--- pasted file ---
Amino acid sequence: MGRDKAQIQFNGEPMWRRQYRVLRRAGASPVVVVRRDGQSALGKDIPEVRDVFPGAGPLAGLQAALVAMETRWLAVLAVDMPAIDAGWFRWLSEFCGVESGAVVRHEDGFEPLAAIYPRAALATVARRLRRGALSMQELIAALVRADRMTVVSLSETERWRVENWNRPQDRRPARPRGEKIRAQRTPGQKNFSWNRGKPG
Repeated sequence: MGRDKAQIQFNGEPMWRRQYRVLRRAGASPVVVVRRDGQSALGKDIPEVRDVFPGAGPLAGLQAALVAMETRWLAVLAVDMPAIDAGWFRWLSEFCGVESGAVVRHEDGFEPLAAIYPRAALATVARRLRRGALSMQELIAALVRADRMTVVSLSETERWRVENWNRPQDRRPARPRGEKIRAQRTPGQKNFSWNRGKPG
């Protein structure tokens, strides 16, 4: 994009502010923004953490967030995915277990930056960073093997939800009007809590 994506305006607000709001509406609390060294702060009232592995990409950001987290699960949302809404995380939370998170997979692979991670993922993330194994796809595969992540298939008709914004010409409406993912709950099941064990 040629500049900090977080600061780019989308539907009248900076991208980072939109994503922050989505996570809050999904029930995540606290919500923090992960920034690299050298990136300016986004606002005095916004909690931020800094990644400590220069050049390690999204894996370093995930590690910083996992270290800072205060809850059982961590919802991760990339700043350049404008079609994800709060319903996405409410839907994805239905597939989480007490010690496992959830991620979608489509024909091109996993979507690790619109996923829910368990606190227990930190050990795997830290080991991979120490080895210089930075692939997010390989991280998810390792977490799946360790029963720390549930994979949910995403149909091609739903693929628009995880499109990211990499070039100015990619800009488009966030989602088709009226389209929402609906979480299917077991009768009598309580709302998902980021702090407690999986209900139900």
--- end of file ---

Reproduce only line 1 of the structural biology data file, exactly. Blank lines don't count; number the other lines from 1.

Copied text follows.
Amino acid sequence: MGRDKAQIQFNGEPMWRRQYRVLRRAGASPVVVVRRDGQSALGKDIPEVRDVFPGAGPLAGLQAALVAMETRWLAVLAVDMPAIDAGWFRWLSEFCGVESGAVVRHEDGFEPLAAIYPRAALATVARRLRRGALSMQELIAALVRADRMTVVSLSETERWRVENWNRPQDRRPARPRGEKIRAQRTPGQKNFSWNRGKPG